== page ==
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Old 09-13-2009, 09:10 AM   #37
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I got a haircut yesterday for 45 dollars, I tipped 5. I felt bad I didn't give more or to the shampoo girl but I honestly do not have the money. And I certainly want to go back...
There were a few times money was tight and I couldnt be as generous as I liked; I bit the bullet and said as much when I handed over the tip and the message was well recieved.

I decided a long time ago that if I am quibbling over wether or not to add a buck or 2 to my restaurant tip I should just DO IT. Inevitably you leave the table and realize that for a DOLLAR you could have been a sport - and at the end of the day, whats a dollar. Yes, it adds up, but good service deserves recognition.

FYI if the service sucks (NOT the FOOD, the SERVICE) I will go down to 15 or 10% depending. If its ballsout awful, I wont tip at all. But its got to be offensively bad.
I was going to tell them but I felt embarrassed. And I didn't give the tip to the stylist but rather the person at the desk. Is that right? Or should I give it to the stylist?
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Old 09-13-2009, 09:23 AM   #38
 
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People always say that waitresses live of their tips- really? I would imagine they live of their wage.
In most states within the US, restaurant owners are allowed to pay their servers a fraction of the legal minimum wage, and servers are expected to supplement that wage with tips to build it up to a living wage. For example, one of my friends applied to a restaurant a few years ago. She was offered $2.50 an hour. That's $20 for a full eight hours of work - about 12 pounds sterling, if my exchange rate is correct.

Assuming a server at this restaurant works full time, five days a week for a month, her employer has paid her $120 - about 72 pounds sterling. That wouldn't even begin to cover rent, much less food and other expenses. It's a tough situation for servers, but it's completely legal. Fortunately, some states have raised the legal pay for servers, allowing them to make minimum wage or even a little better, so they aren't quite so desperate for tips.
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Old 09-13-2009, 09:29 AM   #39
 
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I got a haircut yesterday for 45 dollars, I tipped 5. I felt bad I didn't give more or to the shampoo girl but I honestly do not have the money. And I certainly want to go back...
There were a few times money was tight and I couldnt be as generous as I liked; I bit the bullet and said as much when I handed over the tip and the message was well recieved.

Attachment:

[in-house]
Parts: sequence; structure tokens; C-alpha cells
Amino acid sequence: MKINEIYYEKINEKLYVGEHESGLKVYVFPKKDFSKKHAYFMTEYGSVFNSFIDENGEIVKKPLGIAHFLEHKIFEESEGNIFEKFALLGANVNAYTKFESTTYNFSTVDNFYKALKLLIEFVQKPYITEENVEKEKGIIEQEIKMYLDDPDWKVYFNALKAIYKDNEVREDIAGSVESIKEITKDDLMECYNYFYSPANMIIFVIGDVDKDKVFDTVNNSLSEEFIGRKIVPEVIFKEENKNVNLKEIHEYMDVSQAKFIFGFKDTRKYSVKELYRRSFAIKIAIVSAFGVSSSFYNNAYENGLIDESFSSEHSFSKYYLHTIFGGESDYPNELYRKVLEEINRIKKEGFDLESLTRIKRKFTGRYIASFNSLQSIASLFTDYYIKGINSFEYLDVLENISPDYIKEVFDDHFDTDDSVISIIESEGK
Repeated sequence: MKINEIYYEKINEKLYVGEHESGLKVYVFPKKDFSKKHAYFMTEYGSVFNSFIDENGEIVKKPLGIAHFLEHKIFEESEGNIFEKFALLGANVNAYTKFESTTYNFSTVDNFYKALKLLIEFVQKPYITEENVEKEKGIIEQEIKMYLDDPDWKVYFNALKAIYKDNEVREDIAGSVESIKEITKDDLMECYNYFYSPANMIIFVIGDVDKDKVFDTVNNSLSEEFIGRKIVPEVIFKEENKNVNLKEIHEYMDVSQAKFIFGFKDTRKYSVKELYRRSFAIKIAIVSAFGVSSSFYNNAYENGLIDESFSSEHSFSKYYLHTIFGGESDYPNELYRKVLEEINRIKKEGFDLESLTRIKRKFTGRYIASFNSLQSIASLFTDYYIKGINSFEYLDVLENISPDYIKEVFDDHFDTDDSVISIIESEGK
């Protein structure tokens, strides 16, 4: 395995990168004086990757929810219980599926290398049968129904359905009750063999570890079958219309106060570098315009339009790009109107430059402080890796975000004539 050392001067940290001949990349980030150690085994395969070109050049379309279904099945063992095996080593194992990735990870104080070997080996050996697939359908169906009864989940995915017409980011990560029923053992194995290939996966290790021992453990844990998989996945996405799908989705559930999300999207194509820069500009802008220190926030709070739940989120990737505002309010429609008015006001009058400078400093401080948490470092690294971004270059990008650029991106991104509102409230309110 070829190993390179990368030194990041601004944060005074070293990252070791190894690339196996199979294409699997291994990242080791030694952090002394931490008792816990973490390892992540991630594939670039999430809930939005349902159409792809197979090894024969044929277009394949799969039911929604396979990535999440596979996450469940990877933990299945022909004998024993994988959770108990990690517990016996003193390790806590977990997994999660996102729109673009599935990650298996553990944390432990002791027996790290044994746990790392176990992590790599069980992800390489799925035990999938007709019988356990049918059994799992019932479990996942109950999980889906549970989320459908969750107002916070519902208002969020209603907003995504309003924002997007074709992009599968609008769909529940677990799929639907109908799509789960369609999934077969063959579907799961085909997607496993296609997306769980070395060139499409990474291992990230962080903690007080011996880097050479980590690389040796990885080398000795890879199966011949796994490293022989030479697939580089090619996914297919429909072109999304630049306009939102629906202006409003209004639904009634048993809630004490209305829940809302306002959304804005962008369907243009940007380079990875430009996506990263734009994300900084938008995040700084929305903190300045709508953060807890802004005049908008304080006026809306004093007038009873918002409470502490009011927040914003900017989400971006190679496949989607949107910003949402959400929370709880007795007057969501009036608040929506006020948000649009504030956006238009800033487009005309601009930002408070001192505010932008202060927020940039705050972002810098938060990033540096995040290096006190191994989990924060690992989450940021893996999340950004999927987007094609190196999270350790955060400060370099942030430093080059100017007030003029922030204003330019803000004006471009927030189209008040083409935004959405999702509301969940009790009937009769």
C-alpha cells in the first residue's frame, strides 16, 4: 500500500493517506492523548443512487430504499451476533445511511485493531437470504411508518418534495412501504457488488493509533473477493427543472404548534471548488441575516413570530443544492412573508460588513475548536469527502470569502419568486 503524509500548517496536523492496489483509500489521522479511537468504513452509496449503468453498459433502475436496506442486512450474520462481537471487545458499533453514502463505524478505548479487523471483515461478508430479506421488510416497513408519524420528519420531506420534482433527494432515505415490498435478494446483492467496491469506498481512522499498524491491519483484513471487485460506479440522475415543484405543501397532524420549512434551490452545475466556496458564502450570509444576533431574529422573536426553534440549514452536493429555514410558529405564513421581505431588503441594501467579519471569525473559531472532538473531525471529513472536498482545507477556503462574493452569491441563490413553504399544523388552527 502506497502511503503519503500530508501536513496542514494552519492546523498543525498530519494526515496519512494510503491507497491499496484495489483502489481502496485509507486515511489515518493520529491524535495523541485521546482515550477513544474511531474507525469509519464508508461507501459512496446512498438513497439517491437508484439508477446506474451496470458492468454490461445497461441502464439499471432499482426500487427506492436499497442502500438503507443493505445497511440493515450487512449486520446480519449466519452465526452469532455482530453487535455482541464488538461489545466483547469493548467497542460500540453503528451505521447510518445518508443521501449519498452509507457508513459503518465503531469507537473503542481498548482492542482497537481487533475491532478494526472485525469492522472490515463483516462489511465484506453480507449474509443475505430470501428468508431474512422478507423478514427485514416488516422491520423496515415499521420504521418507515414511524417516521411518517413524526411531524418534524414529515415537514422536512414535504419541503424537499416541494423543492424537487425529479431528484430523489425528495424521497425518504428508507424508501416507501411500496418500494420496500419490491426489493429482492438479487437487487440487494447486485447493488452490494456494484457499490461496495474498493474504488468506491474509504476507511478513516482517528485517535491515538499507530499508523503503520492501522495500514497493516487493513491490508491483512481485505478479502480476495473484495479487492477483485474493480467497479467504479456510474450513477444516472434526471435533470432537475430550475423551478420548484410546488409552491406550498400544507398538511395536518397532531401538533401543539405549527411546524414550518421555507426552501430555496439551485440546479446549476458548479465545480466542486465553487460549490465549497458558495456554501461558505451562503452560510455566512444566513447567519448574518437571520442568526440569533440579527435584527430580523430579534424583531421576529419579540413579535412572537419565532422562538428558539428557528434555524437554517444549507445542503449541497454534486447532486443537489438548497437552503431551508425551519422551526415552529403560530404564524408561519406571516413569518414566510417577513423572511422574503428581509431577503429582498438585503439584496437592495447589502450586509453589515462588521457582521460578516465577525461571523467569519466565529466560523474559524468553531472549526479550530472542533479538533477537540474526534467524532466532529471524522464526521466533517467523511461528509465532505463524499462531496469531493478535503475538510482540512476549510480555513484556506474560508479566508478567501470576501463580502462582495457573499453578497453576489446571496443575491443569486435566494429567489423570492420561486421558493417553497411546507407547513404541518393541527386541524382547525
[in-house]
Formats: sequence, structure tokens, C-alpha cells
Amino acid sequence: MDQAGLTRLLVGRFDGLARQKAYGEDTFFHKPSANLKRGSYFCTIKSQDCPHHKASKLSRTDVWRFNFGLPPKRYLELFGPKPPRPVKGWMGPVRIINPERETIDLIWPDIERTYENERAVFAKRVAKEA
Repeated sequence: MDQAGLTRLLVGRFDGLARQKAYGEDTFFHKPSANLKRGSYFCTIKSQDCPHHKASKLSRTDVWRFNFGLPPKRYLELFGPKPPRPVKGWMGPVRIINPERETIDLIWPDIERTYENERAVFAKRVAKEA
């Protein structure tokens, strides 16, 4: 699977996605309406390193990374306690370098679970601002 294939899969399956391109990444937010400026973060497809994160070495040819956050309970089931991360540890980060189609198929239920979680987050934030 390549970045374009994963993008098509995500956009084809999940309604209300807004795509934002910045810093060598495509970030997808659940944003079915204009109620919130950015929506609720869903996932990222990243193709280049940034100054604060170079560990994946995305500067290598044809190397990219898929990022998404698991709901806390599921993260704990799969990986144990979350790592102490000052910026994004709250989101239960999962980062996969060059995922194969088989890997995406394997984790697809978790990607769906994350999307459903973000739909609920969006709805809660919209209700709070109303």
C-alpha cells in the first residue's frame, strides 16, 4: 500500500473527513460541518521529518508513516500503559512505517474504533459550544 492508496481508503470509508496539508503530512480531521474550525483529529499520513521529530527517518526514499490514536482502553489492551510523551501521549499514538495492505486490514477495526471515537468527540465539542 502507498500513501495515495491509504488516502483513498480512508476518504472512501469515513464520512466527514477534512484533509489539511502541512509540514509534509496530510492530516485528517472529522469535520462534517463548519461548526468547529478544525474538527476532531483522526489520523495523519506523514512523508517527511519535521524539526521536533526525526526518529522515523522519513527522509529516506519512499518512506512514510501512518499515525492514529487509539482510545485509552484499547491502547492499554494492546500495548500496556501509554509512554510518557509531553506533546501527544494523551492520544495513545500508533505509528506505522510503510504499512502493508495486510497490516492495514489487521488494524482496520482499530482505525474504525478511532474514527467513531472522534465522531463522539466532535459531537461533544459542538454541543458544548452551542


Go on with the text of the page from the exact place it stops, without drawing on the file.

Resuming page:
I decided a long time ago that if I am quibbling over wether or not to add a buck or 2 to my restaurant tip I should just DO IT. Inevitably you leave the table and realize that for a DOLLAR you could have been a sport - and at the end of the day, whats a dollar. Yes, it adds up, but good service deserves recognition.

FYI if the service sucks (NOT the FOOD, the SERVICE) I will go down to 15 or 10% depending. If its ballsout awful, I wont tip at all. But its got to be offensively bad.
I was going to tell them but I felt embarrassed. And I didn't give the tip to the stylist but rather the person at the desk. Is that right? Or should I give it to the stylist?
Do what makes you comfortable. I tip directly because these are stylists I have been using for decades. And yes, saying it is embarrassing - in the moment- but its honest, better than having them think you stiffed them or were not pleased with the work, and spares you the embarrassment you will feel when you go for your return visit.
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Old 09-13-2009, 09:34 AM   #40
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Originally Posted by rudeechick View Post

There were a few times money was tight and I couldnt be as generous as I liked; I bit the bullet and said as much when I handed over the tip and the message was well recieved.

I decided a long time ago that if I am quibbling over wether or not to add a buck or 2 to my restaurant tip I should just DO IT. Inevitably you leave the table and realize that for a DOLLAR you could have been a sport - and at the end of the day, whats a dollar. Yes, it adds up, but good service deserves recognition.

FYI if the service sucks (NOT the FOOD, the SERVICE) I will go down to 15 or 10% depending. If its ballsout awful, I wont tip at all. But its got to be offensively bad.
I was going to tell them but I felt embarrassed. And I didn't give the tip to the stylist but rather the person at the desk. Is that right? Or should I give it to the stylist?
Do what makes you comfortable. I tip directly because these are stylists I have been using for decades. And yes, saying it is embarrassing - in the moment- but its honest, better than having them think you stiffed them or were not pleased with the work, and spares you the embarrassment you will feel when you go for your return visit.
OK, next time I will do 10 dollars for the stylist and 5 for the shampoo girl (the cut is always 45 dollars) Sound good?

Because I really loved the service.